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The Starbucks Stops Here

Starbucks  is one of the fastest-growing brick-and-mortar corporations in the world. During the past decade it expanded from 1,000 stores to 13,000. Yet the company ethic, Seattle-flavored and vaguely New Age-ish, has always been to think of Starbucks as more than just another retail chain. Starbucks baristas have been encouraged to take a craftsman’s pride in their product, and the company has strived to furnish a racially diverse and ecologically sustainable gathering place to “enthusiastically satisfied” customers away from work and home. Lately, though, even chairman Howard Schultz has noticed that the brand has become “commoditized.” 

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In a Feb. 14 memo to top company managers (see below and on the following page), Schultz lamented the cumulative effect of company decisions associated with expansion. Using more efficient “automatic espresso machines,” he bemoaned, diminished the “romance and theater” of the earlier-era  La Marzocco  machines (misidentified in the memo as “La Marzocca”). The faster machines block “the visual sight line the customer previously had … for the intimate experience with the barista.” Stores designed “to gain efficiencies of scale” and to “satisfy the financial side,” Schultz elaborated, “no longer have the soul” nor the “warm feeling of a neighborhood store.” Schultz, the author of Pour Your Heart Into It: How Starbucks Built a Company One Cup at a Time, concluded that “we desperately need to look into the mirror and realize it’s time to get back to the core … to evoke the heritage tradition and … passion” for the “true Starbucks experience.”

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The coffee and mug purveyor has lost 8 percent of its value on Wall Street since Schultz’s Valentine’s Day cri de coeur became public. But stock analysts assure customers that the chain is thriving. Columnist Joe Nocera  opined in the New York Times that Schultz’s regrets rang hollow because he  “signed off on these very compromises he complained about, precisely because they would help the company grow faster.” Schultz more or less conceded the latter point in his memo.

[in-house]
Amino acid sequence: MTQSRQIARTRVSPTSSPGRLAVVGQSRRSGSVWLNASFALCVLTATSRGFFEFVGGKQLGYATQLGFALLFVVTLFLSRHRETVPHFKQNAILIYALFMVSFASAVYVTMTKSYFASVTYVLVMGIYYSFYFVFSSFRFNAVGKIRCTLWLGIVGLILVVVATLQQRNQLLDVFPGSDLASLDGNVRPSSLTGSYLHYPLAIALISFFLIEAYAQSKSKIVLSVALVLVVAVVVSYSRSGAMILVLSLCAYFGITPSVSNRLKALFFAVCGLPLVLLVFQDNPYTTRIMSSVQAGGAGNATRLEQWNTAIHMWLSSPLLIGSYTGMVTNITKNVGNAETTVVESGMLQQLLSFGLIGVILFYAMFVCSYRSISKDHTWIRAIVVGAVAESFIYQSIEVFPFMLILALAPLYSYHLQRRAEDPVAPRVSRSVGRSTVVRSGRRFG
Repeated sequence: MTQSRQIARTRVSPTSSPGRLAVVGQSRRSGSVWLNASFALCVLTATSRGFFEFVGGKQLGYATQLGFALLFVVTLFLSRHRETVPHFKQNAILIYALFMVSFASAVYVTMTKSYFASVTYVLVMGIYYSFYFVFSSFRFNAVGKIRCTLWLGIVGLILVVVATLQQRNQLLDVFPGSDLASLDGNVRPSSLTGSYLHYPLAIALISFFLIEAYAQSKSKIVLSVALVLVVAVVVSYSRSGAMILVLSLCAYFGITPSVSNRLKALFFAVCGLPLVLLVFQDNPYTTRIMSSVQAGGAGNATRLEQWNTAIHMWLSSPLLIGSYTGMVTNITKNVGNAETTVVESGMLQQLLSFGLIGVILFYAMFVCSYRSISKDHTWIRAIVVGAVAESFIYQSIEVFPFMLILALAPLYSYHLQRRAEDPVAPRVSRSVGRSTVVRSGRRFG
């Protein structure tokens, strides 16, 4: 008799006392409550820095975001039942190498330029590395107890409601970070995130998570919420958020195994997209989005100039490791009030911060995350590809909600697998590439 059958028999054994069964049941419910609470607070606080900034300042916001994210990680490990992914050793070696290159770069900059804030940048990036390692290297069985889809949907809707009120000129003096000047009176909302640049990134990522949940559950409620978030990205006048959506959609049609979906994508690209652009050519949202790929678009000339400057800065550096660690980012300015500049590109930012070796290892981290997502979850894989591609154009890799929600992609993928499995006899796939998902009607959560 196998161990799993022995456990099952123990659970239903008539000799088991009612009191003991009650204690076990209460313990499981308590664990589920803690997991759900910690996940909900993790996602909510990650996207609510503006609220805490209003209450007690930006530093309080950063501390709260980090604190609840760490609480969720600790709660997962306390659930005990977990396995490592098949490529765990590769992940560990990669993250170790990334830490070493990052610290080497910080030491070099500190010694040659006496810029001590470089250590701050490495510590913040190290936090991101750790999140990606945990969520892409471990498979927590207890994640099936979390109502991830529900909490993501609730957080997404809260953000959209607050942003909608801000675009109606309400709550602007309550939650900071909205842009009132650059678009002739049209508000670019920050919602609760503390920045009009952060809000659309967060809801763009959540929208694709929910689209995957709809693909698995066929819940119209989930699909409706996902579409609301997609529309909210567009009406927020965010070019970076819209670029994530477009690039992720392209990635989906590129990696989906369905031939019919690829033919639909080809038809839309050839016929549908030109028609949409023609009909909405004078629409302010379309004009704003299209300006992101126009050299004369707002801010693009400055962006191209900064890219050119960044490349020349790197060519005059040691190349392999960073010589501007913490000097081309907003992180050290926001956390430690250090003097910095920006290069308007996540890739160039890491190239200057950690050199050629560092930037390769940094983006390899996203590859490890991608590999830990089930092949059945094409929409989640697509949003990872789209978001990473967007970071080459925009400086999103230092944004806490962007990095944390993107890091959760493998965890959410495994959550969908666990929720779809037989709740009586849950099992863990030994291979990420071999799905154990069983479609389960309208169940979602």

The document leaked Feb. 23 to Jim Romenesko, who in addition to presiding over a well-known media gossip site  maintains StarbucksGossip.com. Starbucks  confirmed  the memo’s authenticity. Perhaps Schultz intended the much-discussed e-mail to remain private among a handful of executives, but one can’t help wondering whether it was intended as a publicity stunt for customers or as a  St. Crispen’s Day-style rallying cry  for Starbucks baristas and ex-baristas worldwide. It has certainly struck a chord  with the latter group. “This communiqué has captured my own personal feelings,” commented one Boston store manager.

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